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Sheep CRC research tackles lamb’s eating quality stateside

Sheep Central April 5, 2017

Sheep meat research Maddison Corlett.

LAMB ageing, storage and farm nutrition research that could give Australia an eating quality edge in the American market is being undertaken by the Sheep CRC.

Following feedback from American consumers that Australian lamb has a ‘gamey’ flavour, Murdoch University post-graduate researcher Maddison Corlett is examining whether this is true and the possible causes of this perception.

She and other sheep meat researchers are tackling the problem of what impact long-haul shipping routes have on eating quality, with a new series of consumer trials planned for the United States.

Ms Corlett said the gamey flavour attributed to Australian lamb could be due to either nutrition or the ageing of the meat in transit on long-haul shipping routes from Australia to the US.

“We are in the process of researching whether different feeding regimes, different cuts or different ageing periods are affecting the way US consumers perceive the eating quality of Australian lamb.”

Ms Corlett will examine whether consumers can discern differences between six different cuts of both grass-fed and grain-fed lamb that has been aged in cold-storage for five, 21 or 45 days.

“Research has previously shown that Australian consumers cannot distinguish any difference in terms of eating quality between grass and grain-fed lamb, so it will be interesting to see whether US consumers can discern any differences.

“Previous research has also shown that ageing does affect tenderness, but in Australia most lamb is consumed within 10 days post slaughter,” Ms Corlett said.

“This research is important in addressing the question of what impact transit times have on consumer perceptions of eating quality in a key export market, which may have implications for the lamb supply chain in the future.”

The grass and grain-fed lambs – a group of male lambs from terminal breeds – were prepared with the assistance of the South Australian Research and Development Institute and processed at JBS Bordertown.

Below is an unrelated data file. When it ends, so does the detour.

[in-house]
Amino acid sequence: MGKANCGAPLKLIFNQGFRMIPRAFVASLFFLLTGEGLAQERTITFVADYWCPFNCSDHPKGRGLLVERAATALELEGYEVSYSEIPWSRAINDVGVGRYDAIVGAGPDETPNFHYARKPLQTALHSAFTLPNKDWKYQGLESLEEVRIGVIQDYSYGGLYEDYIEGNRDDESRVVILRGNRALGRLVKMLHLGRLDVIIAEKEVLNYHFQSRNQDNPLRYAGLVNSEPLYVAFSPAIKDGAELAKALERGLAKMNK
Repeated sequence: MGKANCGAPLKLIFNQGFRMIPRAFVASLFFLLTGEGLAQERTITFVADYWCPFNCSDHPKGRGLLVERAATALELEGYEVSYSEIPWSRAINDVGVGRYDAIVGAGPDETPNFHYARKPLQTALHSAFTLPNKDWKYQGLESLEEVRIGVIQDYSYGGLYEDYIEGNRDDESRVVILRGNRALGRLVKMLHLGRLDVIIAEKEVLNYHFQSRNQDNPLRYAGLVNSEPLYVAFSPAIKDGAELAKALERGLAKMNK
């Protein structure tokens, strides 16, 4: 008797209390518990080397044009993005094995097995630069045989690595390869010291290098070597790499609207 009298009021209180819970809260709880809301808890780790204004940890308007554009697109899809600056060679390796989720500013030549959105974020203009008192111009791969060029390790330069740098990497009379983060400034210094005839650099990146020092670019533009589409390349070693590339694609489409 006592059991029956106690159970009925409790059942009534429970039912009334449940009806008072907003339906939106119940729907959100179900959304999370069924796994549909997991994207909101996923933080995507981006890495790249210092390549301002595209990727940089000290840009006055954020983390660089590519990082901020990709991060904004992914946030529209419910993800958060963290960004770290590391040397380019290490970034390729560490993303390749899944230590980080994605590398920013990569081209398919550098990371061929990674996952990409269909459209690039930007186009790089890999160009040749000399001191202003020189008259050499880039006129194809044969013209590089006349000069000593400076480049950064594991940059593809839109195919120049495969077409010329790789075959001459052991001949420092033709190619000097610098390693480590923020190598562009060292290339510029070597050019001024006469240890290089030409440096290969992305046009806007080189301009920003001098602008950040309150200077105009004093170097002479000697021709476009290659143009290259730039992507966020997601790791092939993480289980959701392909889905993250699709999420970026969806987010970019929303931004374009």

The meat samples have since been aged at 2 degrees Celsius, and then frozen to maintain their condition until the consumer trials are undertaken in the US in June.

Ms Corlett’s research is sponsored by the Cooperative Research Centre for Sheep Industry Innovation (Sheep CRC), through its post-graduate training program, which serves as a research pipeline for future industry leaders.

Although from a city background, Ms Corlett studied Animal Science at Murdoch University which sparked a fascination with research. She has combined this with a love of lamb in undertaking her PhD into the impacts of meat colour and eating quality on consumer perceptions.

“Eating quality research is exciting because it affects everybody and people can really relate to it. Everyone loves discussing how good a piece of lamb can taste and it is great that we can broaden our research to better understand US consumers as well,” she said.

Graduate tracking surveys completed between 2009 and 2013 demonstrated that 70 per cent of Sheep CRC-sponsored postgraduates found employment directly within the sheep and cattle industries, and that 90pc had been retained more broadly within agriculture.

More information is available from www.sheepcrc.com.au

Source: Sheep CRC.


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  1. Andrew Read, April 9, 2017

    Most likely the “sweetness” in farm killed meat Peter Small refers to is from the high glycogen levels of that meat, wild-killed game meat must have similar characteristics. Many people have commented to me on a like characteristic of my own farm-killed meat. It seems glycogen is also what celebrity chefs like Jamie Oliver and Mathew Evans are utilizing when they “caramelize” a cut of meat, it must also be what provides the flavour in BBQ-charred meat.
    The animals destined for a modern industrial abattoir killed meat have been carted half way across the country, plus time spent getting to selling yards; so they have barely enough glycogen left to maintain meat colour and pH.
    I agree with Peter that there is a danger consumers will be turned off lamb because of its lack of flavour, a familiar story for pork, chicken, tomatoes and strawberries. Breeders and researchers ignore a characteristic if it is hard to measure and come unstuck because the consumer eventually comes to the conclusion that they are missing something.
    Meat research concentrates almost wholly on tenderness and juiciness (IMF fat). Nowadays you never come across mention of the glycogen contribution to actual flavour, although there were some papers a few decades ago. It’s as though a wine maker thought only of colour and acidity, never considering nose or palate.

  2. Peter Small, April 6, 2017

    May I suggest that the amount of Merino in the lamb is also considered. Those who have farm-killed Merino know of its particular sweetness. Until the inventing of “composite breeds”, the Merino cross was always used in the breeding of prime lambs. Could it be that composites with their focus on growth rate and ignoring taste are destroying the unique sweetness of Australian lamb from its Merino heritage? This needs to be researched before it is too late and consumers turn off lamb because of its price and lack of flavour.

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